I wanted to say no. My leg felt like it was shredded into pieces. It might not have hurt that severely to another person, but having the wound present made the pain feel exponentially worse.
Against my will I told him yes.
“Okay, we are now going to do your lower back. You will feel electrical shocks followed by needles pricking you. It will not last long and then it will be over.”
As promised, he continued the testing on my back. Each press of his instrument sent either a stab or a current through my lower back. The pain was not as bad as the ankle, but it still was very uncomfortable. I swore two more times when he hit the L4-L5 area of my spine, but as the pain calmed down I noticed the shocks and the pin stabbings had ended. “You did really good. Let me wipe the gel I used off of your legs and back, and then you can sit up.” He looked toward Amanda again, “I swore he was going to kick me in the face. I am surprised we were able to complete the test.”
Amanda looked up and agreed (all routine for an RN that works in the ER of a hospital) and then looked back down at her phone… level 455, I thought.
I was glad it was over. The pain was strong, but it didn’t last long. I sat back up on the table recovering from the torture I just faced and turned my body towards him.
“We are going to have to wait for the results, but I can tell that there is something there in your right leg, something is off, it could be the reason the pain is so bad, there is a problem, but let’s wait for the results. You can get dressed and go when you are ready. You did good .”
“Thank you for torturing me”, I added. We both laughed. I got out of the ill-fitting gown and put my clothes back on. I grabbed my crutches and stood there ready to leave. Level 466 I thought… “Amanda let’s go”
“Oh, you’re ready, let’s go.”
I grabbed my crutches, thanked the nurses and the secretary, and headed to the first floor. I walked out of the building, opened the passenger door, sat down, took a deep breath, let it out, sighed, closed the door, put my seat belt on, looked at Amanda exhaustedly and stated, “Let’s go home, we have a surgery to prepare for….
To this day, that test was the most painful test I have experienced. It is an important test to determine if a patient’s nervous system is working correctly, but it is not something I would sign up for again. The doctor also stated that there are so many nerves in your system it would be impossible to test them all. The test only tested the biggest ones. I had the endocrinologist appointment out of the way and the EMG out of the way. I had no answers as to why my ankle was deteriorating even with donor parts. I had no answers as to why my hormone levels were off. I also had no answers about what the anomalies were in my brain. The only thing I could do was to press on…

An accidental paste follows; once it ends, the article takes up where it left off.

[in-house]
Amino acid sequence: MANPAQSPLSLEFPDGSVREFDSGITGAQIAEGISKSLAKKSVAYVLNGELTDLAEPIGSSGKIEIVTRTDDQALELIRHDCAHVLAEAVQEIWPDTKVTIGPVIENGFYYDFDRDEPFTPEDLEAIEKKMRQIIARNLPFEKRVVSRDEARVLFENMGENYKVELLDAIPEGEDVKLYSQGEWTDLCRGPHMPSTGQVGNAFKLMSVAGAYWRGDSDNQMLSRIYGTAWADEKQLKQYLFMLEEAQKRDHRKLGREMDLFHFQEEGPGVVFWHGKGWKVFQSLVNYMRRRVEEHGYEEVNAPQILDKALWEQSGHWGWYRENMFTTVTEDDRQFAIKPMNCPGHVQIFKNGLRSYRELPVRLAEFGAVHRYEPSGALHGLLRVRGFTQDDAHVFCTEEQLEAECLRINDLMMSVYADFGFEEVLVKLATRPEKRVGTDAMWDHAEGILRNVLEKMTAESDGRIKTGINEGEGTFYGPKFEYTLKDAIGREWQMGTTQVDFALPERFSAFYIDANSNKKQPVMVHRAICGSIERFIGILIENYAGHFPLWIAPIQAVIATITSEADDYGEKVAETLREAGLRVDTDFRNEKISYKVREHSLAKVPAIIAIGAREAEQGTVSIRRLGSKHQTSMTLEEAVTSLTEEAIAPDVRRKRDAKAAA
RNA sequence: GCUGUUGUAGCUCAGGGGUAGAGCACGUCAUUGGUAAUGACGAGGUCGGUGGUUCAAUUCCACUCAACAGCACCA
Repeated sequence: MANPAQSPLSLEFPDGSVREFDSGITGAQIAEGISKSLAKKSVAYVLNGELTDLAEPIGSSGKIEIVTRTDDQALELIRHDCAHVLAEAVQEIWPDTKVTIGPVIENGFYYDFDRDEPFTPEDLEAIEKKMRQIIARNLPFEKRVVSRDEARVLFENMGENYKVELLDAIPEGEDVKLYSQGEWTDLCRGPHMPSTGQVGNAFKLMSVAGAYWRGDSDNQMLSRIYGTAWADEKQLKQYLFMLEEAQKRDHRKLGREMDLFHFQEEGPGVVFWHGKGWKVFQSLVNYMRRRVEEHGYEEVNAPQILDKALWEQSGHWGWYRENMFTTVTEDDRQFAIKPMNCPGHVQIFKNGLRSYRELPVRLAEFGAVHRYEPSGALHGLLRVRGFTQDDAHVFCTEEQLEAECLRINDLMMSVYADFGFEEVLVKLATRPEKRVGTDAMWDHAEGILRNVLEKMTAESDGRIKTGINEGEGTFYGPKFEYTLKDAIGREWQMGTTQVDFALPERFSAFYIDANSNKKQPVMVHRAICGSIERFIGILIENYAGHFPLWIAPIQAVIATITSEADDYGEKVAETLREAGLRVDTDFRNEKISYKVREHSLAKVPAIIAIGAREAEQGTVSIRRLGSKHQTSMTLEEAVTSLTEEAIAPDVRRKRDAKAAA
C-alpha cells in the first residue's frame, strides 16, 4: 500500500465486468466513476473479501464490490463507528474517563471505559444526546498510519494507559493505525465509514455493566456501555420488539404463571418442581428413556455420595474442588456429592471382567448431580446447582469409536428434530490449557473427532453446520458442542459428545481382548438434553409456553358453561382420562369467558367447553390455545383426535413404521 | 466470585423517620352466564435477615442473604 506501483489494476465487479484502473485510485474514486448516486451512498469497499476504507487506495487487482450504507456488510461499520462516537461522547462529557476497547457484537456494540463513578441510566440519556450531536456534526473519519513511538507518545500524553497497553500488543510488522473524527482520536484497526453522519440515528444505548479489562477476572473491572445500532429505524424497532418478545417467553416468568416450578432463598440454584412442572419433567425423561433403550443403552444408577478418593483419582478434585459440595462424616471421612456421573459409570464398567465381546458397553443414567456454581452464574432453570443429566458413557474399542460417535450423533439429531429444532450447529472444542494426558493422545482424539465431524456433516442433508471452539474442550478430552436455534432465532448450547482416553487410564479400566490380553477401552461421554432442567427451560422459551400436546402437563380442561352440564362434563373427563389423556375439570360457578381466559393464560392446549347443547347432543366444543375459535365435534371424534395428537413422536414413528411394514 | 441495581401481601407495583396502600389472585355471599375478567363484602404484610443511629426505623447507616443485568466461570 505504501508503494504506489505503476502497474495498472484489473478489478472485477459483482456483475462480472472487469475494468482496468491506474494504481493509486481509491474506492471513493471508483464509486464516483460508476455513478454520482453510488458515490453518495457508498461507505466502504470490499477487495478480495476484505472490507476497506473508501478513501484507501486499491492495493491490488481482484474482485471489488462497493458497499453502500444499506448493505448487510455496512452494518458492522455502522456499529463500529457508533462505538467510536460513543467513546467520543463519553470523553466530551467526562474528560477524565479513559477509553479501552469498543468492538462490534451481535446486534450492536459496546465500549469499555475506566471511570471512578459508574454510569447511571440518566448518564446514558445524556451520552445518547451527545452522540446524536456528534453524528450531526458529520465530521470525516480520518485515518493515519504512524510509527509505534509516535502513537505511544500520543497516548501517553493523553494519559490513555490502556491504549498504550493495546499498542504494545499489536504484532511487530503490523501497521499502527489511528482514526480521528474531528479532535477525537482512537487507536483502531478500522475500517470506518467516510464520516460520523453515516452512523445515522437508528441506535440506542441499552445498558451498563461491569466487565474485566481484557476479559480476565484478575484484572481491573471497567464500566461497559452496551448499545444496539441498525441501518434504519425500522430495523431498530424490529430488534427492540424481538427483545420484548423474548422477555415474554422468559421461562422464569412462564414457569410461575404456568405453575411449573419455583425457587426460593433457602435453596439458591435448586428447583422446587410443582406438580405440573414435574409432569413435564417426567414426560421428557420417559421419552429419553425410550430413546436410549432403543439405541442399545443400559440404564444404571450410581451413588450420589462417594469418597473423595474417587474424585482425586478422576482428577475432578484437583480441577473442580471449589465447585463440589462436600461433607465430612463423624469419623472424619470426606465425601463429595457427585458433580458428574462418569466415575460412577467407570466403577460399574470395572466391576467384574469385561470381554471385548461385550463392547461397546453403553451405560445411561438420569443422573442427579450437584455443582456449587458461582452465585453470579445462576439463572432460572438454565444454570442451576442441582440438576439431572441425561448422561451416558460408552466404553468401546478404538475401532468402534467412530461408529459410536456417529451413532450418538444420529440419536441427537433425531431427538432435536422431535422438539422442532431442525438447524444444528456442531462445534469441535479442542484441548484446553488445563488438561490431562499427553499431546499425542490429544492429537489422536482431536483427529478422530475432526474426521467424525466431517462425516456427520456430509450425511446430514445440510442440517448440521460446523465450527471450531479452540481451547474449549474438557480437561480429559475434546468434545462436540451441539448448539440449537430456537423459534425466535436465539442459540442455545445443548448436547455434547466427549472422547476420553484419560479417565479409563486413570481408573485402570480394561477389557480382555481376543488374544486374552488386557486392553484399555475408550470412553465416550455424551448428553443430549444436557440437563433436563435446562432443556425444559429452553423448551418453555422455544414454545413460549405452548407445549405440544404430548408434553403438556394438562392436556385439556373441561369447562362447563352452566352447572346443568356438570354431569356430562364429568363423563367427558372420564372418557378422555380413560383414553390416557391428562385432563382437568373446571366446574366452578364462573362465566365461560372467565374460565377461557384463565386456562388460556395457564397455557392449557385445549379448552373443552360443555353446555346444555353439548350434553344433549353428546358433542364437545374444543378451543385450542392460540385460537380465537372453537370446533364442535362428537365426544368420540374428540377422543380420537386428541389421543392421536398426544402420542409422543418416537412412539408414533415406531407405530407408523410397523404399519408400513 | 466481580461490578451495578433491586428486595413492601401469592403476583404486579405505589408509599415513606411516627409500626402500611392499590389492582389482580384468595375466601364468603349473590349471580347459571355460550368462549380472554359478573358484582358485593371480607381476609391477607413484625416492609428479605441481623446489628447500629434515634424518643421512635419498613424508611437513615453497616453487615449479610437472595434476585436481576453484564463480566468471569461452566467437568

I followed through with the advice of my PCP and I went to the Endocrinologist. I really did not have a choice. I was on a prescription drug for my hormones and after using all of my refills, I was now not able to obtain the same prescription unless I went to see him.
On the day of the appointment, I found myself in a regular-sized doctors office, with three chairs, and a comfortable leather chair in the corner for the patient with a table of magazines beside it. On the other side of the table was a smaller steel chair with little padding for a guest, and beside the desk was your average round black swivel chair the doctor sits in.
The dread of knowing what was going to happen weighed on me more as each minute passed by. I was once again going to have to start all over with my story on why I was on the medication to begin with, and I was going to have to go through the routine checkup of turn your head and cough – a common medical practice that is not enjoyed by most men.
After ten minutes passed, the doctor, who was a lot shorter than I am, entered the room with his laptop. He asked all of the usual questions such as: allergies, medication, and why I was there. As I finished answering the questions, my dreadful concern from before came to reality when I saw him reaching for his gloves. I already knew I was OK, I had had the test done multiple times, but I had to go through it again.
After the short uncomfortable procedure, we finally got down to business. I stated to him that I needed my hormone medication that had been prescribed by my old PCP who had performed all the necessary tests; however he had closed his practice. My new PCP stated I had to come see you to get it.